JW: The scale is actually one of the things I was drawn to at the Flynn. At the Kimmel Center I was part of one of the largest arts organizations in America, serving Philadelphia—the region people were buying tickets from was about five million. So the scale was quite different. What does it mean to try to hold arts conversations in a small geographic region of many people, as opposed to an arts organization with very few people in a very large area, because actually, when you look at the Flynn’s education programs, we serve the whole state. Eighty-two percent of the schools in Vermont have attended programs at the Flynn in the last decade. That’s extraordinary, and that's a different level of responsibility in a way.

Also, in Philadelphia, there were many, many theater companies. If I just chose to do something outside or in the basement or on the roof or wherever, I added to the ecology there. The Flynn is the fundamental basis of the arts ecology here. Other artists are doing great work, but we’re really one of the few arts organizations bringing major international artists to Vermont, and that’s also a different level of responsibility.


The geographic scale of artistic conversation is actually largely, I believe, abandoned by the professional arts class of this country. If you look at the ways in which rural areas and urban centers are not communicating right now, you could say, oh, well, that’s part of the political challenges we’re having because they’re not listening to each other, which means we don’t have an end. I would argue that the arts are a place that’s supposed to hold dialogue. If I can think about ways that the arts could drive conversation between people of different communities in Vermont, that’s really exciting. And that was worth coming here for.

The best advice I got about coming to Vermont was to go where they’re asking good questions. [Vermonters] are very civic-minded, very community-focused. In a state where they feel that way, we still are having these challenges: How do we respect each other equally? How do we create equity for all of our citizens? How does everyone’s voice get heard? And I really feel like the people of Vermont really care about these questions.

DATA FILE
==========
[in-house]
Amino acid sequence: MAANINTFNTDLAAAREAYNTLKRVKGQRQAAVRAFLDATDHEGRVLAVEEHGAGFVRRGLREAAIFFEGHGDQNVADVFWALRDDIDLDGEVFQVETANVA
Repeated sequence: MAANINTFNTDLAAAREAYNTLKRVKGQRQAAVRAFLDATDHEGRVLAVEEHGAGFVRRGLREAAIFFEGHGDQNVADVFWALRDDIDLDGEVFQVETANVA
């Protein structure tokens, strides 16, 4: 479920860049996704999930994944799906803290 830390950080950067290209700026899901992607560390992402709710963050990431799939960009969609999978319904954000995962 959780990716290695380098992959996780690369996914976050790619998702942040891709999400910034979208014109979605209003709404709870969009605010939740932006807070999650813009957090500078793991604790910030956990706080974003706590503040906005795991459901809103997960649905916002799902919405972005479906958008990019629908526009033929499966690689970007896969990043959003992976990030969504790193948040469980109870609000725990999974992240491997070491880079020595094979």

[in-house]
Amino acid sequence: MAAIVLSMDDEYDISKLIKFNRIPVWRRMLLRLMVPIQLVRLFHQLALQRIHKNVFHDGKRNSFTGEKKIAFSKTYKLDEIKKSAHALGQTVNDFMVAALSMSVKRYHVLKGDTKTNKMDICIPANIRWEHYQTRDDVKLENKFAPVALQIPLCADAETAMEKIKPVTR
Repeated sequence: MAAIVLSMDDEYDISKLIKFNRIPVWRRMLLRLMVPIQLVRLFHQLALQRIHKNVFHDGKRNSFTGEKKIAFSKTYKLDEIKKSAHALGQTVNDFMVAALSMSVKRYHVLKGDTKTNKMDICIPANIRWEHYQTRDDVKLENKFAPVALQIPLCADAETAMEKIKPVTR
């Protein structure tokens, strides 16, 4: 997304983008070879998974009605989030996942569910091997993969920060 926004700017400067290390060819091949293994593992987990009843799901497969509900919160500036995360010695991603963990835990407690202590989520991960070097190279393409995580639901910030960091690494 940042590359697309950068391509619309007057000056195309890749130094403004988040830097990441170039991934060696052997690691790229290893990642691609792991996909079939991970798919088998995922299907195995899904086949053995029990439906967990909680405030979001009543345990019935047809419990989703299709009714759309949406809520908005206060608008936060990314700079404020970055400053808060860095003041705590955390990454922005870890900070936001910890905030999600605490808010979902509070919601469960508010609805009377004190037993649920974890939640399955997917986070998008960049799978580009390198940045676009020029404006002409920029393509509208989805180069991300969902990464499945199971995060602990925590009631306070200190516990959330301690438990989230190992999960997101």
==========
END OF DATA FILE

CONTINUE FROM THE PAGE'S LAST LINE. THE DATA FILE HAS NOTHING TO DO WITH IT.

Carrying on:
Photo by Bear Cieri

HB: How do you plan to give Vermont communities greater access to the arts?

JW: I don’t know what that means yet. One of the things that I think the Flynn was excited to bring me on board for is my belief that the Flynn wants to be porous, that the participation of the arts goes in and out; it goes both ways. It comes to us. We go to it. The walls are not so solid.

HB: Coming out of the pandemic, do you see this moment as an opportunity to do a reset at the Flynn?


JW: It’s always an opportunity because we always have a responsibility to keep listening and keep asking questions. So that’s just true. The pandemic offered a pause where we could consider what’s really important about the work we’re doing. The Flynn is a brilliant organization that has cared about arts education for decades. And all I’m trying to do is keep asking, how do we keep doing that? Whose voices can be included? Are there models and some perspectives that inadvertently we’ve left out? So I get to hold a mirror up to everything, but it’s not some sweeping change. I care a lot about how we activate public space and the ways that we further [the Flynn’s] mission as it is already.

Discover Jazz Block Party. Photo by Bear Cieri.

HB: Now that the Governor has lifted the mandates. What is the plan for the Flynn’s rollout?

JW: So we’re working on that now. We’re going to be doing some hiring. We want people to be a part of the team, and we will work towards our reopening. We expect to do that in the fall, and we’ll have an announcement about what that will look like very soon. The Flynn is gonna be doing shows, but like I said I think you can expect us to be a little more porous. We’re going to think differently around when we’re in a community versus when we’re asking them to come here and how we find balance in those things. And how do we welcome people with diverse perspectives? That’s really important. So yeah, we have plan. It’s a journey, and I’m part of a good team. I’m very lucky.

This interview has been condensed and lightly edited for clarity.